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Living a life of dignity

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RHYTHM OF LIFE The troupe performing the `bindela dance'. --- Photo: K.R. Deepak
RHYTHM OF LIFE The troupe performing the `bindela dance'. --- Photo: K.R. Deepak

The dancers brought a smile on everyone's lip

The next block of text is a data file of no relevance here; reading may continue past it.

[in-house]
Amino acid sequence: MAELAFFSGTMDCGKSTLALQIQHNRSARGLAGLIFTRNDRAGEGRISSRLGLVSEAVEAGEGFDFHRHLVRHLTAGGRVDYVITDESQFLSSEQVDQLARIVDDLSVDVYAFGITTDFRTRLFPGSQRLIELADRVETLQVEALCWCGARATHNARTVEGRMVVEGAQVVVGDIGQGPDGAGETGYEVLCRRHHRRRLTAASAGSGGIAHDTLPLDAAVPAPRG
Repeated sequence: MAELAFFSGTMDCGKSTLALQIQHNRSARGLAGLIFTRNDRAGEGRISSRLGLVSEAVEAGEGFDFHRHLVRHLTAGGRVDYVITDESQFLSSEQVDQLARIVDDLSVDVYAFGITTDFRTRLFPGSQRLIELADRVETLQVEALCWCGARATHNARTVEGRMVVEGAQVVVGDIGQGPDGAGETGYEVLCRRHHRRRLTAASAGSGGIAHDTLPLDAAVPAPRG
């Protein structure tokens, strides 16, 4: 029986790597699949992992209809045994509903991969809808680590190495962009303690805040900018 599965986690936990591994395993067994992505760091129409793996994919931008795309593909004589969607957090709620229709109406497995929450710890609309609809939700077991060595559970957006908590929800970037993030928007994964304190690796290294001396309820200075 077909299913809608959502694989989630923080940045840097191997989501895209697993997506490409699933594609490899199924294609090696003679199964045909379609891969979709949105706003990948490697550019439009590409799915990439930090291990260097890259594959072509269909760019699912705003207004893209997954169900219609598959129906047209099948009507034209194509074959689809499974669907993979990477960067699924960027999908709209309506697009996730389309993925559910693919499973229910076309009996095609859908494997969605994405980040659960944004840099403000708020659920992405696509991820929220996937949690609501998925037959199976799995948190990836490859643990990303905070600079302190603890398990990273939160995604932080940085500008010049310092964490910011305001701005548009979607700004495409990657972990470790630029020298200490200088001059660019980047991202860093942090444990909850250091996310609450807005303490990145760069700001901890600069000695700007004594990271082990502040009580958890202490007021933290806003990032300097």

The Rajaka Colony in China Waltair wore a festive look. The residents had enough reason to celebrate. It was the 40th annual parasa (fair) of the Mother Goddess. The highlight of the festival was a 20-member dance troupe. As the performers danced their way through the narrow, winding lanes of the colony, they evoked smiles from men, women and children alike. The grace with which they danced, standing on long sticks was no less than that of professional dancers.A few troupe members dressed as `perantalu' followed the dancers, went from house to house, and applied `tilak' on the foreheads of women and girls. A woman was overheard saying: "Bindela dance chala bagundi" (the `bindela' dance is excellent) and other women nodded in agreement.The troupe members, hailing from Saluru mandal, have been entertaining crowds in Vizianagaram, Visakhapatnam, Vijayawada, Anaparthy, Rajahmundry, Bhimavaram and other parts of the State for the last eight years.They have proved the saying, "Where there is a will, there is a way", true with their strong will and determination. The eunuchs of Chinaparannavalasa village of Saluru mandal in Vizianagaram have proved that possessing bi-sexual characters cannot prevent them from earning a decent living.Though scoffed at by society sometimes, they do not have any complaints and seem to lead contented lives with the thought of earning a livelihood through rightful means while drawing smiles from festive crowds.Unlike their urban counterparts who are cursing their fate and living at the mercy of shopkeepers and the general public, the dance troupe from Chinaparannavalasa are drawing cheers and earning the appreciation of people wherever they perform. They earn three or four times more than the income their counterparts get in urban areas, and when they have no work they plough the fields in their village.However, the analogy is not made to belittle the urban eunuchs. They are often exploited by anti-social elements and forced to beg rather than their exploiting the public. Deserted by their kith and kin, and with none to share their grief, they spend secluded lives and move in groups seeking alms from shopkeepers."Though we are born eunuchs, we are fortunate enough not to be deserted by our families. We learnt dance on our own and in the beginning we used to dance on the ground balancing `bindelu' (water containers) on our heads. Later, we improvised the dance by attaching sticks to our legs and dancing on them," says dance troupe leader Yandrapu Suryanarayana.The troupe is in great demand during festivals like Ganapathi Navaratri, Devi Navaratri and jataras in urban and rural areas.How do they make both ends meet during the slack season?"We own small bits of land in our village and plough them. When we move out of the village to perform in cities and towns our parents take care of the fields. The remuneration depends on the place and public patronage. While each member gets Rs.150 a day in Vizianagaram, it is Rs.200 in Visakhapatnam and Rs.300 in Rajahmundry. Food and accommodation of the troupe members are taken care of by the organisers."On the contrary, the efforts of eunuchs in urban areas go largely unrecognised and they are scoffed at by people. The contribution of a eunuch towards promotion of AIDS awareness didn't even earn the appreciation of the authorities leave alone rewarding her."At times we manage to earn Rs.50 a day while we are forced to go without food on some days," says Kumari, who leads a 15-member group living in a single room house at a slum near the old Rajeswari Theatre."None gives us any work. The Government has also failed to recognise our plight. We are neither given loans to take up self-employment ventures nor allotted houses under any scheme," says Kumari.The group is shelling out Rs.500 a month as rent towards the accommodation they managed to get in the slum. "We are not allowed to fill water at the public tap on the street till all the other families have filled their day's requirement. We would be the last to fill our quota of water everyday," she says."I launched a campaign against the dreaded disease, AIDS. I used to supply condoms at secluded parks and to commercial sex workers but my efforts were not recognised by the Government," says Kumari regretfully.The dancers remind one of the quotable quotes: "Smile and the world smiles with you, cry and you cry alone."B. MADHU GOPAL

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